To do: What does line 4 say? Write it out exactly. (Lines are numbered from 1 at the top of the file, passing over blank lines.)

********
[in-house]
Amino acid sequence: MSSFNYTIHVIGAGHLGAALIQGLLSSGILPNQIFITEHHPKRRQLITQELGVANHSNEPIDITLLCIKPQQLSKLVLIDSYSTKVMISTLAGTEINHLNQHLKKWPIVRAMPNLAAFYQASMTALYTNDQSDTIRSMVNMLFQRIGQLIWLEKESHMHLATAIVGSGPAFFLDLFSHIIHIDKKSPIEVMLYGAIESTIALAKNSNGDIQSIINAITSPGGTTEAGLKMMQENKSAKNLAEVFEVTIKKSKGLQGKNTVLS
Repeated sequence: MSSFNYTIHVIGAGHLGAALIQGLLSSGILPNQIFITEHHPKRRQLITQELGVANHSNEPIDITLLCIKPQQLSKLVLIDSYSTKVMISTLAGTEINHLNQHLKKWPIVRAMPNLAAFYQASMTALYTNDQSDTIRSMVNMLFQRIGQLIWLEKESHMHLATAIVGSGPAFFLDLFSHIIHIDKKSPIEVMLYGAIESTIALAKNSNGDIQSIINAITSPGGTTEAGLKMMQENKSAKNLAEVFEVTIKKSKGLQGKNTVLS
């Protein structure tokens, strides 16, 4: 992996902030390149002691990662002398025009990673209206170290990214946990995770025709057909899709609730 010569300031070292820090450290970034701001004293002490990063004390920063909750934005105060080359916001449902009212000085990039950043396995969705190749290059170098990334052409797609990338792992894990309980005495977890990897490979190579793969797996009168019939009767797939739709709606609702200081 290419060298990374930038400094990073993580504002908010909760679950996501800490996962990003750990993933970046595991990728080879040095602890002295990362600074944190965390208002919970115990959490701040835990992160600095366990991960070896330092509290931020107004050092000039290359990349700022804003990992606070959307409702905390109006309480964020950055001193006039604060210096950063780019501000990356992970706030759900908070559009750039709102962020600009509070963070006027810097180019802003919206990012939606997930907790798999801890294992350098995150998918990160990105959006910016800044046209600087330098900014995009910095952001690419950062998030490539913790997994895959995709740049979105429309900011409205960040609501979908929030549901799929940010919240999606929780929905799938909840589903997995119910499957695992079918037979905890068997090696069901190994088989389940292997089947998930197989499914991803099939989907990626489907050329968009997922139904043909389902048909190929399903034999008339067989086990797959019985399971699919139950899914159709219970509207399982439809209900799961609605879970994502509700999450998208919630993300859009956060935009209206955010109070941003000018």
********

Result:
């Protein structure tokens, strides 16, 4: 992996902030390149002691990662002398025009990673209206170290990214946990995770025709057909899709609730 010569300031070292820090450290970034701001004293002490990063004390920063909750934005105060080359916001449902009212000085990039950043396995969705190749290059170098990334052409797609990338792992894990309980005495977890990897490979190579793969797996009168019939009767797939739709709606609702200081 290419060298990374930038400094990073993580504002908010909760679950996501800490996962990003750990993933970046595991990728080879040095602890002295990362600074944190965390208002919970115990959490701040835990992160600095366990991960070896330092509290931020107004050092000039290359990349700022804003990992606070959307409702905390109006309480964020950055001193006039604060210096950063780019501000990356992970706030759900908070559009750039709102962020600009509070963070006027810097180019802003919206990012939606997930907790798999801890294992350098995150998918990160990105959006910016800044046209600087330098900014995009910095952001690419950062998030490539913790997994895959995709740049979105429309900011409205960040609501979908929030549901799929940010919240999606929780929905799938909840589903997995119910499957695992079918037979905890068997090696069901190994088989389940292997089947998930197989499914991803099939989907990626489907050329968009997922139904043909389902048909190929399903034999008339067989086990797959019985399971699919139950899914159709219970509207399982439809209900799961609605879970994502509700999450998208919630993300859009956060935009209206955010109070941003000018």